The second interesting aspect of this event has to do with the way in which the Israelites were divided. Moses had stipulated that particular tribes stand on either side. “When you cross the Jordan, these shall stand on Mount Gerizim to bless the people: Simeon, Levi, Judah, Issachar, Joseph, and Benjamin. And for the curse, these shall stand on Mount Ebal: Reuben, Gad, Asher, Zebulun, Dan, and Naphtali” (Deut 27:12-13). To be clear, this was not a case of 6 tribes being blessed and 6 being cursed. Rather, 6 were to respond to the reading of the curses and six were to respond to the reading of the blessings (see Deut 27:15ff). So is there any rationale that can be discerned for which tribes were on one side or the other?
One possibility that may be discounted is age order. The oldest son of Jacob was Reuben, but his tribe is not mentioned until the second group. Another possibility that can be eliminated is any strict grouping according to birth mother. The 12 tribes mentioned here come from 4 different wives of Jacob, but their arrangement in this situation is somewhat mixed.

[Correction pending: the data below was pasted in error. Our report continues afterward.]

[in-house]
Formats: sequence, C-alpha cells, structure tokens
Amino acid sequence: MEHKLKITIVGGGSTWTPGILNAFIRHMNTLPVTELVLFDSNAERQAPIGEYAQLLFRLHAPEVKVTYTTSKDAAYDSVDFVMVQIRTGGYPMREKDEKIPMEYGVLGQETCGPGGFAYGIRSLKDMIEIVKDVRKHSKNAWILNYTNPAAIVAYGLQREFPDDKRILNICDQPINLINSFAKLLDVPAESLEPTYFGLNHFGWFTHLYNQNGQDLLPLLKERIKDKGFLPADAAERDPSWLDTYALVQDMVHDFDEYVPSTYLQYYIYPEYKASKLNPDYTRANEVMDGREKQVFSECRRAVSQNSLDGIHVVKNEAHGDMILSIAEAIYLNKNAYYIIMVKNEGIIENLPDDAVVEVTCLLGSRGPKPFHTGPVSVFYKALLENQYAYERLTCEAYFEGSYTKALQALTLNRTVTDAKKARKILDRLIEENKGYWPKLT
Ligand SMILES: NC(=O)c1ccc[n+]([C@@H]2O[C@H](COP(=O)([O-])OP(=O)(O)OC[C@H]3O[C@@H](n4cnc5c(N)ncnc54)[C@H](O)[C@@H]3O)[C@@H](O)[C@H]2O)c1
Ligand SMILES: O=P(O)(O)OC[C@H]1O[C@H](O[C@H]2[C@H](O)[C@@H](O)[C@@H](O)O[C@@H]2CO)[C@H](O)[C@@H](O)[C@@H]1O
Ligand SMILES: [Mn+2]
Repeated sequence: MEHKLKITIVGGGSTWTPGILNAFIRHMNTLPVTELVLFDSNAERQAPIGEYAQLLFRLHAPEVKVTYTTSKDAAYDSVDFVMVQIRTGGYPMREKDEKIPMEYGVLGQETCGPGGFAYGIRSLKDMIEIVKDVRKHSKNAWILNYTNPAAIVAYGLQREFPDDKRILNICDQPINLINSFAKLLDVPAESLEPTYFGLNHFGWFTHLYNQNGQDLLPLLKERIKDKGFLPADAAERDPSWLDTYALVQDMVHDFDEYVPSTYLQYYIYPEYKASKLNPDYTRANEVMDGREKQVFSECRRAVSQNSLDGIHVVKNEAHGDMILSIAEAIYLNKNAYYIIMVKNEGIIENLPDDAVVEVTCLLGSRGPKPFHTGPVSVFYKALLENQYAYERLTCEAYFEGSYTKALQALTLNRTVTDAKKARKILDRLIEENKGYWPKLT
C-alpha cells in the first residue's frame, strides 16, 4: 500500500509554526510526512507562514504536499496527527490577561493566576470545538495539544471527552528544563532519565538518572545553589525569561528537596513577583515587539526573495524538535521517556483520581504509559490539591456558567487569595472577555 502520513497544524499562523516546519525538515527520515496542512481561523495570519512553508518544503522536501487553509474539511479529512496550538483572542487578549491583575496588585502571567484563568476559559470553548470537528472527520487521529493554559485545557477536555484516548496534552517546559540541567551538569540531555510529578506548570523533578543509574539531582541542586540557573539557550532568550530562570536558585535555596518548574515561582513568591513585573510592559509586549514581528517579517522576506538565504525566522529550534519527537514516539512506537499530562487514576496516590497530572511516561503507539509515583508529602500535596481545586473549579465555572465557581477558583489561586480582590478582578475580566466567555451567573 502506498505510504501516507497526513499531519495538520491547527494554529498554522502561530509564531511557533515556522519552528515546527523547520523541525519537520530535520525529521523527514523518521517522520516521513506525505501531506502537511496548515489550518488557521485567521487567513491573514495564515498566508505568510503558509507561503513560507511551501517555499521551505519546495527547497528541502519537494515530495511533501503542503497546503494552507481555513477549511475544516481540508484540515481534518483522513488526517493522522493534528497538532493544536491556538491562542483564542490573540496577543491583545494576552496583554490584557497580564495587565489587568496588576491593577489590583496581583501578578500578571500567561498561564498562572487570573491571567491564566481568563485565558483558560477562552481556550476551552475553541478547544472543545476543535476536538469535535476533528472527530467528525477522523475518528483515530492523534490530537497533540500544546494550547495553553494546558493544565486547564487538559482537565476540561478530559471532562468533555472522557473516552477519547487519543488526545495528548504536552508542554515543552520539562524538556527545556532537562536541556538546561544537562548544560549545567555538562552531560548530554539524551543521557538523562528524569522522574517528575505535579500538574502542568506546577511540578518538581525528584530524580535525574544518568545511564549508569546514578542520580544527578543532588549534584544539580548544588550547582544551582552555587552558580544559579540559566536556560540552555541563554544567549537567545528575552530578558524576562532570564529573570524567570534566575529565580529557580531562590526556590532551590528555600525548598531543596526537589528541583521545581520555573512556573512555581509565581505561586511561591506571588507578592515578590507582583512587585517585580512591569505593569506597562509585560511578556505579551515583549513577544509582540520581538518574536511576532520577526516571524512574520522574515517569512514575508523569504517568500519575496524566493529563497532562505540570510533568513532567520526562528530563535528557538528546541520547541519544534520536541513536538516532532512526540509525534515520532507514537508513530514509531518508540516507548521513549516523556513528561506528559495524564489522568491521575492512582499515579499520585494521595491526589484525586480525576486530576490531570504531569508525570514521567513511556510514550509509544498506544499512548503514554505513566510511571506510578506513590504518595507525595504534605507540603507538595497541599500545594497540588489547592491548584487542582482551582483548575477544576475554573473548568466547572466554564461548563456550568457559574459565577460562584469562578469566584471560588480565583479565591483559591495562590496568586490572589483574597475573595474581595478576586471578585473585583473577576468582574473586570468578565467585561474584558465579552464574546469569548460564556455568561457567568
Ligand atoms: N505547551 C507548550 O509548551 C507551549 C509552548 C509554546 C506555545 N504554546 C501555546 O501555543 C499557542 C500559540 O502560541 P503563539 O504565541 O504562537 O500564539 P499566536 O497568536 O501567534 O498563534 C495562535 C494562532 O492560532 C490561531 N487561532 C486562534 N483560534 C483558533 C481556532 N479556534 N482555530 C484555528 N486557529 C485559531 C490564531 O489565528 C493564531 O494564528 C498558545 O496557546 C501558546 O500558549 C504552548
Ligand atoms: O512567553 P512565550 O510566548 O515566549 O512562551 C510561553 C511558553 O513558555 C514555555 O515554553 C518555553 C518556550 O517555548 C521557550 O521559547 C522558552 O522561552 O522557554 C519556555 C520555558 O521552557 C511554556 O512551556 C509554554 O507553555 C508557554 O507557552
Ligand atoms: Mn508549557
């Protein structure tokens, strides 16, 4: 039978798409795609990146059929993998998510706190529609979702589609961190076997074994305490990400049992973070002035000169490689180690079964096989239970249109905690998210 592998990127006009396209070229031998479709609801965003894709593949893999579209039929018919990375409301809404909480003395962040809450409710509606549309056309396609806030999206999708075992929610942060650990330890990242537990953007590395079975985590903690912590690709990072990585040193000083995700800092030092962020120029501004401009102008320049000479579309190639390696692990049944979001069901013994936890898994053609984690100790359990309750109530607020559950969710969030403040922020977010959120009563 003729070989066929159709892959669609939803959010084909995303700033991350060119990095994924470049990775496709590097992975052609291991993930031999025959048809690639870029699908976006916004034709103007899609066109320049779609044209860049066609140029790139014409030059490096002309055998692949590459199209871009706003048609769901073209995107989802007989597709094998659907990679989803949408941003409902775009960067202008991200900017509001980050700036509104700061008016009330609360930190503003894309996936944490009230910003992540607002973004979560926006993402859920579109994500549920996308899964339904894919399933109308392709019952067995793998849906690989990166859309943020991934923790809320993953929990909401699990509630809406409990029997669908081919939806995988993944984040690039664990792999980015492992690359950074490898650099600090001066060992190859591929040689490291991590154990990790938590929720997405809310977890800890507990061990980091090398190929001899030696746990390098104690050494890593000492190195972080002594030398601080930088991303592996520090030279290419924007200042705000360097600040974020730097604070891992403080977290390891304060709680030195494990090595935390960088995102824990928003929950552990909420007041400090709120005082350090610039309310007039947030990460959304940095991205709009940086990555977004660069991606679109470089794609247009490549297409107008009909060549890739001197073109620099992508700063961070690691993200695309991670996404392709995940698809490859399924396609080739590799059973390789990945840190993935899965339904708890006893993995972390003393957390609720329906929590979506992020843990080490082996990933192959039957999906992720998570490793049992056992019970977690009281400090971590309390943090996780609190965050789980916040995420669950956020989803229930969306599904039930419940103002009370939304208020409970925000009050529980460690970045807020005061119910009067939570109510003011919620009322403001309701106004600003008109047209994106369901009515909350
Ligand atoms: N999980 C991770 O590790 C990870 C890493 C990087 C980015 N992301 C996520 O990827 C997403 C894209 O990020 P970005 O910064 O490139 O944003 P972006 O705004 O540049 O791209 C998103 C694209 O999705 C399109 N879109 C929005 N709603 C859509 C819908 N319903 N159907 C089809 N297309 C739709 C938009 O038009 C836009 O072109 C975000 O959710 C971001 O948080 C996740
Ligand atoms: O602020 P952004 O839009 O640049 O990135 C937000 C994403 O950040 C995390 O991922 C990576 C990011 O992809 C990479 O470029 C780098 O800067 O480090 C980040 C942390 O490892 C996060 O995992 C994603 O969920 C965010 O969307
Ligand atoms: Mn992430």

It is also interesting to compare the arrangement of the tribes with their later allotment of territory. There is at least a partial correlation between the tribes that responded to the blessings and their later assignment of territories in the heartland (Ephraim and Manasseh were descendants of Joseph), whereas those that responded to the curses were on the periphery. It should be noted, though, that the tribal allotments had not yet been assigned (other than those east of the Jordan), so this arrangement would not have been readily apparent to the tribes themselves as they participated in this event.
It does not seem coincidental that the Levites, the priestly tribe that cared for the tabernacle, were on Mount Gerizim to respond to the blessings, and the same is true for Judah, from which the Messiah was to come. However, this does not explain the rest of the tribal arrangement.
As a final note, it is noteworthy that this narrative is the last time Mount Ebal is ever mentioned in the Bible.